Low Gi Eating

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Low Gi Eating

Have you ever questioned why you’re always craving white bread and sugary foods when you’re dieting? Well, the answer is simple, you may be eating too many foods with a high-GI.

GI stands for the ‘glycemic index’ which ranks carbohydrates from 0 to 100, based on the rate at which these foods raise blood-sugar levels.

The higher a ‘GI’ in a food then the faster it is turned into glucose in your body, in turn giving you a sugar high that lasts a short time and leaves your body craving more. When your blood sugar level yo-yos between peaks and troughs it can lead to sugar cravings, tiredness and snacking.

With white bread, a high Gi food for example, the grain is stripped of its husk and the body’s enzymes can get at it quicker and break it down quickly into sugar.

With a low Gi multigrain bread the husk is still intact making it far more difficult to break down. The GI Diet can take away the willpower element of dieting as you are less likely to feel hungry and want to start snacking.”

A low ‘GI’ means that the foods are digested slowly, in turn releasing sugar into the blood slowly. These are foods like fruits, nuts, legumes, lean meat/fish and low fat dairy which are rich in nutrients and great for your health.

The GI is all about eating the right carbohydrates – ones that slowly release sugar into your system rather than ones that give you a sugar rush and raise your insulin levels. High GI foods can increase risk of heart disease, diabetes and obesity – so sticking to low GI can help you lose weight and improve your health.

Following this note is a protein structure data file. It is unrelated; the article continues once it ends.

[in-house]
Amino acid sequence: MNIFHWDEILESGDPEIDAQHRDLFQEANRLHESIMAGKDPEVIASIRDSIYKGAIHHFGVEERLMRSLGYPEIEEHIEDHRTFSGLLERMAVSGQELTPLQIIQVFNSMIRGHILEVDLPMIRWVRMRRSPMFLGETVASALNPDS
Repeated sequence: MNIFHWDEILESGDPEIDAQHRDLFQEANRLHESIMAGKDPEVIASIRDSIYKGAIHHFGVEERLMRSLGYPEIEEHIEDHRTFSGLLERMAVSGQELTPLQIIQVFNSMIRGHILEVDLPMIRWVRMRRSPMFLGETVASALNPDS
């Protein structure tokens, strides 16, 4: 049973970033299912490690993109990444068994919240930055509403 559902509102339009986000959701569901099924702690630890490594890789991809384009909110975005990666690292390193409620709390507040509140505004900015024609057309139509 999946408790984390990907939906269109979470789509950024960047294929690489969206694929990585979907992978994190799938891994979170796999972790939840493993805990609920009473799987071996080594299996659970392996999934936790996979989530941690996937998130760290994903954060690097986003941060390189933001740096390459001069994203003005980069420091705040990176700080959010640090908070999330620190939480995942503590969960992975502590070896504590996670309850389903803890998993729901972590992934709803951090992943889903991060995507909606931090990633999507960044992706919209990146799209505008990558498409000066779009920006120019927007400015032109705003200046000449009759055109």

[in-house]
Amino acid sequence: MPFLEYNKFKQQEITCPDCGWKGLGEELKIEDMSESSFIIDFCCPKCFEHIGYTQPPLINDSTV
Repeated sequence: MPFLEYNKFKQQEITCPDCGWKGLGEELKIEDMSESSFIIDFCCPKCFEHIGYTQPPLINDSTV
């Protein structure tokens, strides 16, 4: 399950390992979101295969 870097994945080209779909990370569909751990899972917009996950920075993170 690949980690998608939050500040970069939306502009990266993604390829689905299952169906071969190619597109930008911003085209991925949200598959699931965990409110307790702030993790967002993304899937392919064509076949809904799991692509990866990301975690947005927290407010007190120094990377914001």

In practise, the GI diet means lots of vegetables, fruits and whole grain foods, and avoiding foods with a high GI. The Glycemic Index (hence GI) of each food is calculated from real tests on people’s blood sugar levels after eating a food, and each food is indexed against sugar (glucose) which has a glycemic index of 100.

Carbohydrate-free foods (eg fats and proteins such as meat, poultry, fish and pure protein powders) and foods containing so little carbohydrate that their glycemic effect is not measurable (eg cheese and eggs) are not limited from the glycemic index point of view. However, there may be other reasons to avoid the food – for instance if it is high in fat.

If you are overweight and want to lose weight try and ensure that the majority of the food you eat (around 80%) has a low-GI.

Low GI foods (Below 55 GI points)

· Broccoli 10

· Peanuts 14

· Low-fat yoghurt 33

· Apple 38

· Malted wheat bread 53

· Pasta twists 53

Medium GI (55-69 GI points)

· Wholemeal pitta bread 56

· Basmati rice 58

· Scottish porridge oats 61

· New potatoes 62

· Muesli 57

· Pineapple 66

High GI (70+ GI points)

· White bread 70

· Short grain white rice 72

· French fries 75

· Doughnuts 76

· Cornflakes 84

· Baked potatoes 93

Our Diet in the Box programme launched at the Leisure Industry Week at the NEC in September, is based on a low Gi programme.

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About the author: Larry Lewis
My name is Larry Lewis, Health & Wellness Life Coach, Founder of Healthy Lifestyles Living, contributor to the Huffington Post, recently featured in the Sunday Mail Newspaper and somebody who went from being an owner of a chain of gyms and fitness fanatic, to a visually impaired overweight and incredibly sick person. Read about my illness to wellness story.

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